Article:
As of now, the air navigation service comes under the Airports Authority of India, the state-owned airport operator. In the US and Europe, ATCs operate as separate company.
"The new company will be called Air Navigation Services Corporation of India. But a decision is yet to be taken on whether it will function as a separate company or AAI's subsidiary," said a senior AAI official, who did not want to be identified.
AAI would like the company to operate as a subsidiary in order to make sure that the revenue does not go out of its kitty. ATC operations account for over 60 per cent of AAI revenues. The rest of the revenue comes from operating 87 airports across the country.
AAI earned Rs. 4,186 crore (Rs. 41.86 billion) and made a profit of Rs. 687 crore (Rs. 6.87 billion) in 2008-09.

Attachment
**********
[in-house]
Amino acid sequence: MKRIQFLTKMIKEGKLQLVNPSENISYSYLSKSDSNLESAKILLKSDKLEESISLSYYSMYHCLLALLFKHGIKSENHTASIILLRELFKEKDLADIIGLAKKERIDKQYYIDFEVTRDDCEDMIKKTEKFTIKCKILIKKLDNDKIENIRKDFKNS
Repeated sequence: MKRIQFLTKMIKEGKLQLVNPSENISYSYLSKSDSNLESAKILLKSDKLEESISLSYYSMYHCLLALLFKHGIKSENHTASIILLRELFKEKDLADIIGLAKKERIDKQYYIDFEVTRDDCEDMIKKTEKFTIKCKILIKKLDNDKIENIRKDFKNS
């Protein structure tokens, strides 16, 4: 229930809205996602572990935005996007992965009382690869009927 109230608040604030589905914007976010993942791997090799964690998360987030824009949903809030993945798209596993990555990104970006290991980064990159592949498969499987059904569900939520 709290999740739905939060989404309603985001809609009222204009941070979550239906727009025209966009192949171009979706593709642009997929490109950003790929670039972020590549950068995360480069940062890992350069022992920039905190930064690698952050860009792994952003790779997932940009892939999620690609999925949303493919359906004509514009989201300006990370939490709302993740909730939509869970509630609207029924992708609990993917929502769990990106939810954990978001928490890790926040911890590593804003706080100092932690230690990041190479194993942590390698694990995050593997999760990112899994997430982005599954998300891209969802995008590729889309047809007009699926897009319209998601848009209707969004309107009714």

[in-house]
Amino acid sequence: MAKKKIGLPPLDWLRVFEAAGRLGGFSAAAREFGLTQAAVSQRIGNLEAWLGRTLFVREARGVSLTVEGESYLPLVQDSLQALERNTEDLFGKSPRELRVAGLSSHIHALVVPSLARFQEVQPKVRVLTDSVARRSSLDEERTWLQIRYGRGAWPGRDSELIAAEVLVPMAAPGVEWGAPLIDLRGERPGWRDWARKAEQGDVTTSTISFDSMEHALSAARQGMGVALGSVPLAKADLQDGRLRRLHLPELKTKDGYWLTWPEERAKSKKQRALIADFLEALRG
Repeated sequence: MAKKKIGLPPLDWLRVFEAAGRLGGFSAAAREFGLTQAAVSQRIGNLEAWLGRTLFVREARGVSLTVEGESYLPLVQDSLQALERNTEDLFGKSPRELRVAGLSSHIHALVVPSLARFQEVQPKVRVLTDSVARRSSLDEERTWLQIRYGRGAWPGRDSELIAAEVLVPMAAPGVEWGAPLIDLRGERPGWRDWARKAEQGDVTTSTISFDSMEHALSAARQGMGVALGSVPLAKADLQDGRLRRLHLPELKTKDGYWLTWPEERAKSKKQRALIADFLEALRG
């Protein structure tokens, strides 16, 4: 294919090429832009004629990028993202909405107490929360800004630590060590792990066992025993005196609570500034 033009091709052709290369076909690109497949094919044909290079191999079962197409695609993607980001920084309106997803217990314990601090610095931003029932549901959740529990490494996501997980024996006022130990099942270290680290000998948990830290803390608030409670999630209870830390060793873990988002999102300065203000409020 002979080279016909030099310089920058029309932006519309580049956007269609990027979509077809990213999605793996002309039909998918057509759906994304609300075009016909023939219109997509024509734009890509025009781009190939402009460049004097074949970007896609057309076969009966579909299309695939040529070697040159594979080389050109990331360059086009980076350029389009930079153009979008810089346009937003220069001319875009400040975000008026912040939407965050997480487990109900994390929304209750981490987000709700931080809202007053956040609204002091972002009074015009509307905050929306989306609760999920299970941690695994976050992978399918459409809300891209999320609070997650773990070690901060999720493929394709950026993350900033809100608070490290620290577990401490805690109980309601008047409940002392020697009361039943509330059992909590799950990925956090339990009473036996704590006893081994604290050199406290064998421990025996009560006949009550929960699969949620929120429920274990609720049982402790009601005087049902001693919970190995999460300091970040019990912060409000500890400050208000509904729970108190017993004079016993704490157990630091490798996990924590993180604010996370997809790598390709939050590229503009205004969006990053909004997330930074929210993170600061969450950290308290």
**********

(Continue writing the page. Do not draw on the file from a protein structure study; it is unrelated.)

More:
Revenues coming from ATC operations include charges for route navigation facilities, terminal navigation and instrument landing, among others.
Also, every time an international
flight uses India's airspace, it pays a fee for ATC services.
The process for hiving off the company started over a year back with the creation of a post called member (air navigation service provider) on AAI's board to monitor the functioning of ATC.
Prior to this, the job was looked after by member (operations).
"The assets will be transferred to the new entity. The assets will include the equipment being used for guidance. The buildings which will have the ATC offices will remain ours and we will get rent from them," said the AAI official.
With the aviation industry currently growing at a rate of around 20 per cent and airlines planning to add huge capacity, revamping of ATC was required.
Another key requirement was in the area of staff hiring, where there is a big shortage.
There are 1,800 ATC officers across the country, far below the requirement. It is one reason for increasing incidents of near-collisions in the air.
The current strength needs to be augmented by an additional 400 officers.
The government has been hiring retired ATC officers, from civil and military sides, to bridge the gap.